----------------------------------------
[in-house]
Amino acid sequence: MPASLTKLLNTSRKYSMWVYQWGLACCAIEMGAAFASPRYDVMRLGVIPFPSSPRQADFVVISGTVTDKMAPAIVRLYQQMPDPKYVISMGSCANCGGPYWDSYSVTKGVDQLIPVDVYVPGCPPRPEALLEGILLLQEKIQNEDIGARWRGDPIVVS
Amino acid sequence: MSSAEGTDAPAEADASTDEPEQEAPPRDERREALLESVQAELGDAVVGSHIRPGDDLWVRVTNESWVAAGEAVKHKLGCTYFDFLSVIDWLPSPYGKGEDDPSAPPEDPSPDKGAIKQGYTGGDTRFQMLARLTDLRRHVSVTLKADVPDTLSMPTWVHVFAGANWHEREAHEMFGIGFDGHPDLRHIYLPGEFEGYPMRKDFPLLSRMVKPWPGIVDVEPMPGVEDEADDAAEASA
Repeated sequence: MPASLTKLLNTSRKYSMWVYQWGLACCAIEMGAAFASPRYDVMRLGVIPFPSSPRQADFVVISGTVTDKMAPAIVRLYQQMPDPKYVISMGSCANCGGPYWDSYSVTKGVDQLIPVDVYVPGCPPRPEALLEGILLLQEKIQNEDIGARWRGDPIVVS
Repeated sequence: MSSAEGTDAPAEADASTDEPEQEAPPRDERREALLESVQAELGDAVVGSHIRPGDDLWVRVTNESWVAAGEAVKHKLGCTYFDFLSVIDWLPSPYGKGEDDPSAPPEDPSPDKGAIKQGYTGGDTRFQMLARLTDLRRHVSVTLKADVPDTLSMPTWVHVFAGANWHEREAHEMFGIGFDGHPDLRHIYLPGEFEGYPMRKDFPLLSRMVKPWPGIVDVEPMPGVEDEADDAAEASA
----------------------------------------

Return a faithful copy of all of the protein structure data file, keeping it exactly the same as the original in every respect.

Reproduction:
[in-house]
Amino acid sequence: MPASLTKLLNTSRKYSMWVYQWGLACCAIEMGAAFASPRYDVMRLGVIPFPSSPRQADFVVISGTVTDKMAPAIVRLYQQMPDPKYVISMGSCANCGGPYWDSYSVTKGVDQLIPVDVYVPGCPPRPEALLEGILLLQEKIQNEDIGARWRGDPIVVS
Amino acid sequence: MSSAEGTDAPAEADASTDEPEQEAPPRDERREALLESVQAELGDAVVGSHIRPGDDLWVRVTNESWVAAGEAVKHKLGCTYFDFLSVIDWLPSPYGKGEDDPSAPPEDPSPDKGAIKQGYTGGDTRFQMLARLTDLRRHVSVTLKADVPDTLSMPTWVHVFAGANWHEREAHEMFGIGFDGHPDLRHIYLPGEFEGYPMRKDFPLLSRMVKPWPGIVDVEPMPGVEDEADDAAEASA
Repeated sequence: MPASLTKLLNTSRKYSMWVYQWGLACCAIEMGAAFASPRYDVMRLGVIPFPSSPRQADFVVISGTVTDKMAPAIVRLYQQMPDPKYVISMGSCANCGGPYWDSYSVTKGVDQLIPVDVYVPGCPPRPEALLEGILLLQEKIQNEDIGARWRGDPIVVS
Repeated sequence: MSSAEGTDAPAEADASTDEPEQEAPPRDERREALLESVQAELGDAVVGSHIRPGDDLWVRVTNESWVAAGEAVKHKLGCTYFDFLSVIDWLPSPYGKGEDDPSAPPEDPSPDKGAIKQGYTGGDTRFQMLARLTDLRRHVSVTLKADVPDTLSMPTWVHVFAGANWHEREAHEMFGIGFDGHPDLRHIYLPGEFEGYPMRKDFPLLSRMVKPWPGIVDVEPMPGVEDEADDAAEASA